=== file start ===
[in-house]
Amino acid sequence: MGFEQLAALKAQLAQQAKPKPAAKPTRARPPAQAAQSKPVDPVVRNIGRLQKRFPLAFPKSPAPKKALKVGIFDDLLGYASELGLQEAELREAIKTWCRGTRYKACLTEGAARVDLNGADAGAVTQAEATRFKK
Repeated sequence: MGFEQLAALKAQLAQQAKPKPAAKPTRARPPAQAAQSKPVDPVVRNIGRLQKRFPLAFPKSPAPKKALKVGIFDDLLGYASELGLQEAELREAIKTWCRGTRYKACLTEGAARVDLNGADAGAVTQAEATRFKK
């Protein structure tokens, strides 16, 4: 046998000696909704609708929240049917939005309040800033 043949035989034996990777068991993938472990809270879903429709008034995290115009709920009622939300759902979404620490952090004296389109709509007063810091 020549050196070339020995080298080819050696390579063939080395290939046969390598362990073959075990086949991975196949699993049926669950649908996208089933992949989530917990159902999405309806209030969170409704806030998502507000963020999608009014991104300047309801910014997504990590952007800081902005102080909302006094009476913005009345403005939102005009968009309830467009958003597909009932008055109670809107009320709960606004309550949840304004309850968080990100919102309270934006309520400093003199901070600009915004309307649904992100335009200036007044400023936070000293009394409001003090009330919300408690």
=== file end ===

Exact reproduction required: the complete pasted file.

[in-house]
Amino acid sequence: MGFEQLAALKAQLAQQAKPKPAAKPTRARPPAQAAQSKPVDPVVRNIGRLQKRFPLAFPKSPAPKKALKVGIFDDLLGYASELGLQEAELREAIKTWCRGTRYKACLTEGAARVDLNGADAGAVTQAEATRFKK
Repeated sequence: MGFEQLAALKAQLAQQAKPKPAAKPTRARPPAQAAQSKPVDPVVRNIGRLQKRFPLAFPKSPAPKKALKVGIFDDLLGYASELGLQEAELREAIKTWCRGTRYKACLTEGAARVDLNGADAGAVTQAEATRFKK
């Protein structure tokens, strides 16, 4: 046998000696909704609708929240049917939005309040800033 043949035989034996990777068991993938472990809270879903429709008034995290115009709920009622939300759902979404620490952090004296389109709509007063810091 020549050196070339020995080298080819050696390579063939080395290939046969390598362990073959075990086949991975196949699993049926669950649908996208089933992949989530917990159902999405309806209030969170409704806030998502507000963020999608009014991104300047309801910014997504990590952007800081902005102080909302006094009476913005009345403005939102005009968009309830467009958003597909009932008055109670809107009320709960606004309550949840304004309850968080990100919102309270934006309520400093003199901070600009915004309307649904992100335009200036007044400023936070000293009394409001003090009330919300408690």